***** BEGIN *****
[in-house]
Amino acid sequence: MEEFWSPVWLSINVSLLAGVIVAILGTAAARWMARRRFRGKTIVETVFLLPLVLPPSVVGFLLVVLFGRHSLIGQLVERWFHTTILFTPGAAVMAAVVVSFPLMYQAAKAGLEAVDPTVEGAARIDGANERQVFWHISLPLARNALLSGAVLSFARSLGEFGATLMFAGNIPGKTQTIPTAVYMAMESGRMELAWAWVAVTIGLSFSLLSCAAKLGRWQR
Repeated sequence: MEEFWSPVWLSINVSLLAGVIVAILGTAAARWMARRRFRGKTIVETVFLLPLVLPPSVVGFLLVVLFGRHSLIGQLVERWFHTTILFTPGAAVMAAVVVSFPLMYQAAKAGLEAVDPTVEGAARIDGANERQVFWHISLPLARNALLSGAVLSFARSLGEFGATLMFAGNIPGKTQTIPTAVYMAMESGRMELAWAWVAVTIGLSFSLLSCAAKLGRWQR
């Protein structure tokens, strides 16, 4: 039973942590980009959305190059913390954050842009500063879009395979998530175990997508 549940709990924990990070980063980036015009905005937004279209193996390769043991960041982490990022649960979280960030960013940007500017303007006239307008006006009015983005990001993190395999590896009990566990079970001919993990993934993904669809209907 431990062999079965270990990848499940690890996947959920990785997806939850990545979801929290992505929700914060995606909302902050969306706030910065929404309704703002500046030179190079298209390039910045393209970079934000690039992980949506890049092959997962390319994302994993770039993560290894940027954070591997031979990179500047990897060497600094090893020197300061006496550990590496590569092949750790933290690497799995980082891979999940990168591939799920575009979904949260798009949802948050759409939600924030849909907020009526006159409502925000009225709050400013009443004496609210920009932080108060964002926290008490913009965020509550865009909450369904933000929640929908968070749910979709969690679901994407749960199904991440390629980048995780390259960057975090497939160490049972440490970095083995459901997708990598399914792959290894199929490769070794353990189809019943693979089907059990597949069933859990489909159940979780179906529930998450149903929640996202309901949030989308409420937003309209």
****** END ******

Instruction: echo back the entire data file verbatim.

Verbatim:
[in-house]
Amino acid sequence: MEEFWSPVWLSINVSLLAGVIVAILGTAAARWMARRRFRGKTIVETVFLLPLVLPPSVVGFLLVVLFGRHSLIGQLVERWFHTTILFTPGAAVMAAVVVSFPLMYQAAKAGLEAVDPTVEGAARIDGANERQVFWHISLPLARNALLSGAVLSFARSLGEFGATLMFAGNIPGKTQTIPTAVYMAMESGRMELAWAWVAVTIGLSFSLLSCAAKLGRWQR
Repeated sequence: MEEFWSPVWLSINVSLLAGVIVAILGTAAARWMARRRFRGKTIVETVFLLPLVLPPSVVGFLLVVLFGRHSLIGQLVERWFHTTILFTPGAAVMAAVVVSFPLMYQAAKAGLEAVDPTVEGAARIDGANERQVFWHISLPLARNALLSGAVLSFARSLGEFGATLMFAGNIPGKTQTIPTAVYMAMESGRMELAWAWVAVTIGLSFSLLSCAAKLGRWQR
């Protein structure tokens, strides 16, 4: 039973942590980009959305190059913390954050842009500063879009395979998530175990997508 549940709990924990990070980063980036015009905005937004279209193996390769043991960041982490990022649960979280960030960013940007500017303007006239307008006006009015983005990001993190395999590896009990566990079970001919993990993934993904669809209907 431990062999079965270990990848499940690890996947959920990785997806939850990545979801929290992505929700914060995606909302902050969306706030910065929404309704703002500046030179190079298209390039910045393209970079934000690039992980949506890049092959997962390319994302994993770039993560290894940027954070591997031979990179500047990897060497600094090893020197300061006496550990590496590569092949750790933290690497799995980082891979999940990168591939799920575009979904949260798009949802948050759409939600924030849909907020009526006159409502925000009225709050400013009443004496609210920009932080108060964002926290008490913009965020509550865009909450369904933000929640929908968070749910979709969690679901994407749960199904991440390629980048995780390259960057975090497939160490049972440490970095083995459901997708990598399914792959290894199929490769070794353990189809019943693979089907059990597949069933859990489909159940979780179906529930998450149903929640996202309901949030989308409420937003309209």